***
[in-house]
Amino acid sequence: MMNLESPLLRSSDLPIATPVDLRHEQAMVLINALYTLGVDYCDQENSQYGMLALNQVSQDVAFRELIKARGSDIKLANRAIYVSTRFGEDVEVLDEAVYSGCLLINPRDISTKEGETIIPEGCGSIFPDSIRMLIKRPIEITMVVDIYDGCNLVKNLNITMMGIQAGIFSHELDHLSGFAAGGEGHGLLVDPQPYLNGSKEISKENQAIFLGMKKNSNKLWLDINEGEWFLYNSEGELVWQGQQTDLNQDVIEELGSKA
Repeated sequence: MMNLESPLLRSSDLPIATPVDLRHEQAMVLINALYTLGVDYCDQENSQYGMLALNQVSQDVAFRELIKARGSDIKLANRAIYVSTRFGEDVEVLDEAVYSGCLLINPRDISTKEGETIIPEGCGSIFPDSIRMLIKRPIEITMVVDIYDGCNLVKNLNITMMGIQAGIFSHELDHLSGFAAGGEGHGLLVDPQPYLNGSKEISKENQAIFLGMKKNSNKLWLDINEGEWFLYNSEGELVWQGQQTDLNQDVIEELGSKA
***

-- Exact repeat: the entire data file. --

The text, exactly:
[in-house]
Amino acid sequence: MMNLESPLLRSSDLPIATPVDLRHEQAMVLINALYTLGVDYCDQENSQYGMLALNQVSQDVAFRELIKARGSDIKLANRAIYVSTRFGEDVEVLDEAVYSGCLLINPRDISTKEGETIIPEGCGSIFPDSIRMLIKRPIEITMVVDIYDGCNLVKNLNITMMGIQAGIFSHELDHLSGFAAGGEGHGLLVDPQPYLNGSKEISKENQAIFLGMKKNSNKLWLDINEGEWFLYNSEGELVWQGQQTDLNQDVIEELGSKA
Repeated sequence: MMNLESPLLRSSDLPIATPVDLRHEQAMVLINALYTLGVDYCDQENSQYGMLALNQVSQDVAFRELIKARGSDIKLANRAIYVSTRFGEDVEVLDEAVYSGCLLINPRDISTKEGETIIPEGCGSIFPDSIRMLIKRPIEITMVVDIYDGCNLVKNLNITMMGIQAGIFSHELDHLSGFAAGGEGHGLLVDPQPYLNGSKEISKENQAIFLGMKKNSNKLWLDINEGEWFLYNSEGELVWQGQQTDLNQDVIEELGSKA